According to Kevin Hyland, the UK's independent anti-slavery commissioner, Vietnamese teenagers are being used as slave labor on illegal British cannabis farms, and the police are not doing enough to stop it.
Over the past decade, police have uncovered a human trafficking route that brings teenagers from Vietnam to the UK every year. Many of the women are forced to work in nail salons or the sex trade, while young men are often forced to become marijuana cultivators on hidden grow-ops.
Hyland said that British police have “not pushed forward with the urgency I would expect” to stop the traffickers. One issue that the commissioner pointed out is that police do not do enough intelligence gathering when they bust cannabis farms. “There is an easy opportunity for a prosecution of the person who is the cultivator,” he said, but not enough resources are spent on searching for the heads of the operations.
When cannabis farms are busted, police drop the charges against anyone who has been forced into slave labor. These individuals are often sent to immigration detention centers or into child protective services. These victims are also registered on a National Crime Agency register that attempts to ensure that they receive support, but Hyland said that police are not using this registry to its full effect.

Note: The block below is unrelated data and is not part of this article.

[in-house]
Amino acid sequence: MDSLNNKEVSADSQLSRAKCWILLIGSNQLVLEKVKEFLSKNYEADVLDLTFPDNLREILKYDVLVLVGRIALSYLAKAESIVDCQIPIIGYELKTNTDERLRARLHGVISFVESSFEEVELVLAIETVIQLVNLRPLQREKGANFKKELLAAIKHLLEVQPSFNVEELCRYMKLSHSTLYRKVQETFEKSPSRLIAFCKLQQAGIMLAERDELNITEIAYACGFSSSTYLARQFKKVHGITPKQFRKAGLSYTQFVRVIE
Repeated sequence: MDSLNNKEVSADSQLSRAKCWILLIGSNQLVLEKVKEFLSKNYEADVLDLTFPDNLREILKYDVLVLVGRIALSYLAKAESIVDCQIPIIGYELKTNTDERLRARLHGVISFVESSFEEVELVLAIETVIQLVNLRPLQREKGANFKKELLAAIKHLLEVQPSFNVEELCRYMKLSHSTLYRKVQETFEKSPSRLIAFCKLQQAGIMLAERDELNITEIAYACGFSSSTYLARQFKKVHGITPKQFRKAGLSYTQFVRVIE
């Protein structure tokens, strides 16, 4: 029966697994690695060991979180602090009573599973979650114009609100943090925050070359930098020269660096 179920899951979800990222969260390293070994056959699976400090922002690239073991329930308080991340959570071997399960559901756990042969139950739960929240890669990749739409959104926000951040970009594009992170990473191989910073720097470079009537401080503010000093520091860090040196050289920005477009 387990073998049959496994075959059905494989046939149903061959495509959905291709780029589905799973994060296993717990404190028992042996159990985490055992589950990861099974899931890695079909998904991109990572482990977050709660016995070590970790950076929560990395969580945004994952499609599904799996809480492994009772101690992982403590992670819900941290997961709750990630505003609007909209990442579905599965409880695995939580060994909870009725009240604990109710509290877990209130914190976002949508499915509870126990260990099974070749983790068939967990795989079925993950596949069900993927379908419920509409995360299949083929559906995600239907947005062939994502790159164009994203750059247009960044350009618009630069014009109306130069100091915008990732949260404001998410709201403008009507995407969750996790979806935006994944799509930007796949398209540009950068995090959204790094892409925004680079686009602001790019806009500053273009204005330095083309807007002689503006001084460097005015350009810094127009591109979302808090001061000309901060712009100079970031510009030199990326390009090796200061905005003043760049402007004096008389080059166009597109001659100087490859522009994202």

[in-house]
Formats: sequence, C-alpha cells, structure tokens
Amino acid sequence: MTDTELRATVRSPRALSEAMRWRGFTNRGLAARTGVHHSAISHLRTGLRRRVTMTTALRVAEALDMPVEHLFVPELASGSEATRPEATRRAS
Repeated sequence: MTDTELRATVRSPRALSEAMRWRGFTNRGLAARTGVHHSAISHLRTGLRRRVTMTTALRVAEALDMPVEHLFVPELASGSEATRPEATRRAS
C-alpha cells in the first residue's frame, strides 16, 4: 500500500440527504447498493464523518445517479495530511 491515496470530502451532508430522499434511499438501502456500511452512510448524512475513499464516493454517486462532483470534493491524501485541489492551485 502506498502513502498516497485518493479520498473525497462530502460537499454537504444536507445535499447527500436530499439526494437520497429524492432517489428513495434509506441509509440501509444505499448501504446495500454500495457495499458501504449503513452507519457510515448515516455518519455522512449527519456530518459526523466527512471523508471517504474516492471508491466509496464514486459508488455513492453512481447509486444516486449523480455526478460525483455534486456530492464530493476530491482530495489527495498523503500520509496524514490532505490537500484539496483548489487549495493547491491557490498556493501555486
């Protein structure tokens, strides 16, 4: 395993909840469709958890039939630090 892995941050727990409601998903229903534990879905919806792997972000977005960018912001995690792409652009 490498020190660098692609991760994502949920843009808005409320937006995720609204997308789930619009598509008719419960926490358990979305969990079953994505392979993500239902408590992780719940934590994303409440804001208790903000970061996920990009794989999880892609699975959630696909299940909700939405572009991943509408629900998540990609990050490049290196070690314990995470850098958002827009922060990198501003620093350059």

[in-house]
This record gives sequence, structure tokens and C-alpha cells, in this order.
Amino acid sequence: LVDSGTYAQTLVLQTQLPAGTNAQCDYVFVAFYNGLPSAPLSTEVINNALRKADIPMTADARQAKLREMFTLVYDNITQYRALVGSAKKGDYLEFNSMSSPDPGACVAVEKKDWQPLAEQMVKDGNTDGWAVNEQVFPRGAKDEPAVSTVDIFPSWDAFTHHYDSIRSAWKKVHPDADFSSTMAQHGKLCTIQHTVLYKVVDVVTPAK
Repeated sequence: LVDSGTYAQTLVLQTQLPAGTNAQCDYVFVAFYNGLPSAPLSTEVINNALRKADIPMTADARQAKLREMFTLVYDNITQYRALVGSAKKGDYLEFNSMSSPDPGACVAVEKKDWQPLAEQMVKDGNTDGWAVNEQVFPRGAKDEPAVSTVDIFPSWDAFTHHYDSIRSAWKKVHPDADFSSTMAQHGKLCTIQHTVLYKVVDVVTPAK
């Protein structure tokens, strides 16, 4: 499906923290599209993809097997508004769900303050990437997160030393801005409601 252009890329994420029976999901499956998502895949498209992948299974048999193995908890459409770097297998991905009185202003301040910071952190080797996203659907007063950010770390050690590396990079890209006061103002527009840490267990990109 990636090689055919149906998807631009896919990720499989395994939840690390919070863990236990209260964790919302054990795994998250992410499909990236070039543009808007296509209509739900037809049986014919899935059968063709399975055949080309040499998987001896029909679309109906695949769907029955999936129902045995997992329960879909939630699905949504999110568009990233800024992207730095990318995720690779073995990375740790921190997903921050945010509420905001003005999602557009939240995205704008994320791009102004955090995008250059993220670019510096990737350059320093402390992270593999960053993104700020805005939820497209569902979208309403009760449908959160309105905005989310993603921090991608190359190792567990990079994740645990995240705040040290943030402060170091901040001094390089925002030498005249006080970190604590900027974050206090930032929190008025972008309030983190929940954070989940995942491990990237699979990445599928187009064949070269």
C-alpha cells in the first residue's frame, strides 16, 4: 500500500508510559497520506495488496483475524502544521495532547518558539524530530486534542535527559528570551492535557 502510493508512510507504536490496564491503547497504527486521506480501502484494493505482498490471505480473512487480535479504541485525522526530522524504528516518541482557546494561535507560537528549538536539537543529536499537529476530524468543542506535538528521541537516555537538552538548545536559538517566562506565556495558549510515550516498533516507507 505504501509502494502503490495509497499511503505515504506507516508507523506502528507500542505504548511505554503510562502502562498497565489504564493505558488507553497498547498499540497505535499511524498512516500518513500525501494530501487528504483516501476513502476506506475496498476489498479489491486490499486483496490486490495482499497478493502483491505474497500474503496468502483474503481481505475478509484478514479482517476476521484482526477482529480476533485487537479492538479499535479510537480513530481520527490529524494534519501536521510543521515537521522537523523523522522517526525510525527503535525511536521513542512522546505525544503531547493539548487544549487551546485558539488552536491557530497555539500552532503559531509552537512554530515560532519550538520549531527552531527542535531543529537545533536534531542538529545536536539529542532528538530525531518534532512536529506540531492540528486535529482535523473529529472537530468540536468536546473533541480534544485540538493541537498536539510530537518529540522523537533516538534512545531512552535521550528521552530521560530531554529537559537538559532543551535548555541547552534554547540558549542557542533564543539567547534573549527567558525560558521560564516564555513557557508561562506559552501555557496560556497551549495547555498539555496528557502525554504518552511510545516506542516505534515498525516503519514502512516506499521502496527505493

“That rich bank of intelligence from the people who have suffered is being marginalized and almost being treated as irrelevant,” he said. “In simple terms, it is a mess.”
It is now believed that a significant portion of illegal British pot comes from these slave labor operations. “Most people who are using cannabis might know that it is funding some sort of criminality, but do they know the suffering at the end of that?” Hyland said.
“People need to think very carefully that while it may be seen as a recreational drug, behind it could be wholesale abuse of young people and children who have got no freedom and no choice.”